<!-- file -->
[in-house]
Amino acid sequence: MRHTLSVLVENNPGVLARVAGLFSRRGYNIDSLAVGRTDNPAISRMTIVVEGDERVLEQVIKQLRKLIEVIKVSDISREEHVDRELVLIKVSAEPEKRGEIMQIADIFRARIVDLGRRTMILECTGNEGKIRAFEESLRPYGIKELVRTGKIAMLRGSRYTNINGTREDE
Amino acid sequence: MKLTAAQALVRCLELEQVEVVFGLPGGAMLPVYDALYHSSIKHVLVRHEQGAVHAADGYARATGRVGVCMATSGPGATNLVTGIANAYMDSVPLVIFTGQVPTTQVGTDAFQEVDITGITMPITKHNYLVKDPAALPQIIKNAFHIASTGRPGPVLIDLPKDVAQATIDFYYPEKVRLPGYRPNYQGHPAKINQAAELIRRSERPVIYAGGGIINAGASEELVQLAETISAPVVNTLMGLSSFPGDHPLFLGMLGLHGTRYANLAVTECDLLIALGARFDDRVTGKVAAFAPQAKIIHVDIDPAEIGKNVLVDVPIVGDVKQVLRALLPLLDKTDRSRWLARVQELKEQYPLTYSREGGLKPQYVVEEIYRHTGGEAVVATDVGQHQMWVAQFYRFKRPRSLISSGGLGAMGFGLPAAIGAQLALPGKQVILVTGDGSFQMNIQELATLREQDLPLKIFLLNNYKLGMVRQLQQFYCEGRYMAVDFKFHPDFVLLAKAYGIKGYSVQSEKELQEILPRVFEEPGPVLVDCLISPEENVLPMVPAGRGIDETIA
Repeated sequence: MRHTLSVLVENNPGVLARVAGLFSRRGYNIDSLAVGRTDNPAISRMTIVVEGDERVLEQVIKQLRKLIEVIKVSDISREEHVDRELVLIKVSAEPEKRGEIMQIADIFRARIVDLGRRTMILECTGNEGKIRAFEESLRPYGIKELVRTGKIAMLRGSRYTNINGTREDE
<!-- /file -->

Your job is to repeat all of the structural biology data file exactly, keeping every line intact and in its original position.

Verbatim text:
[in-house]
Amino acid sequence: MRHTLSVLVENNPGVLARVAGLFSRRGYNIDSLAVGRTDNPAISRMTIVVEGDERVLEQVIKQLRKLIEVIKVSDISREEHVDRELVLIKVSAEPEKRGEIMQIADIFRARIVDLGRRTMILECTGNEGKIRAFEESLRPYGIKELVRTGKIAMLRGSRYTNINGTREDE
Amino acid sequence: MKLTAAQALVRCLELEQVEVVFGLPGGAMLPVYDALYHSSIKHVLVRHEQGAVHAADGYARATGRVGVCMATSGPGATNLVTGIANAYMDSVPLVIFTGQVPTTQVGTDAFQEVDITGITMPITKHNYLVKDPAALPQIIKNAFHIASTGRPGPVLIDLPKDVAQATIDFYYPEKVRLPGYRPNYQGHPAKINQAAELIRRSERPVIYAGGGIINAGASEELVQLAETISAPVVNTLMGLSSFPGDHPLFLGMLGLHGTRYANLAVTECDLLIALGARFDDRVTGKVAAFAPQAKIIHVDIDPAEIGKNVLVDVPIVGDVKQVLRALLPLLDKTDRSRWLARVQELKEQYPLTYSREGGLKPQYVVEEIYRHTGGEAVVATDVGQHQMWVAQFYRFKRPRSLISSGGLGAMGFGLPAAIGAQLALPGKQVILVTGDGSFQMNIQELATLREQDLPLKIFLLNNYKLGMVRQLQQFYCEGRYMAVDFKFHPDFVLLAKAYGIKGYSVQSEKELQEILPRVFEEPGPVLVDCLISPEENVLPMVPAGRGIDETIA
Repeated sequence: MRHTLSVLVENNPGVLARVAGLFSRRGYNIDSLAVGRTDNPAISRMTIVVEGDERVLEQVIKQLRKLIEVIKVSDISREEHVDRELVLIKVSAEPEKRGEIMQIADIFRARIVDLGRRTMILECTGNEGKIRAFEESLRPYGIKELVRTGKIAMLRGSRYTNINGTREDE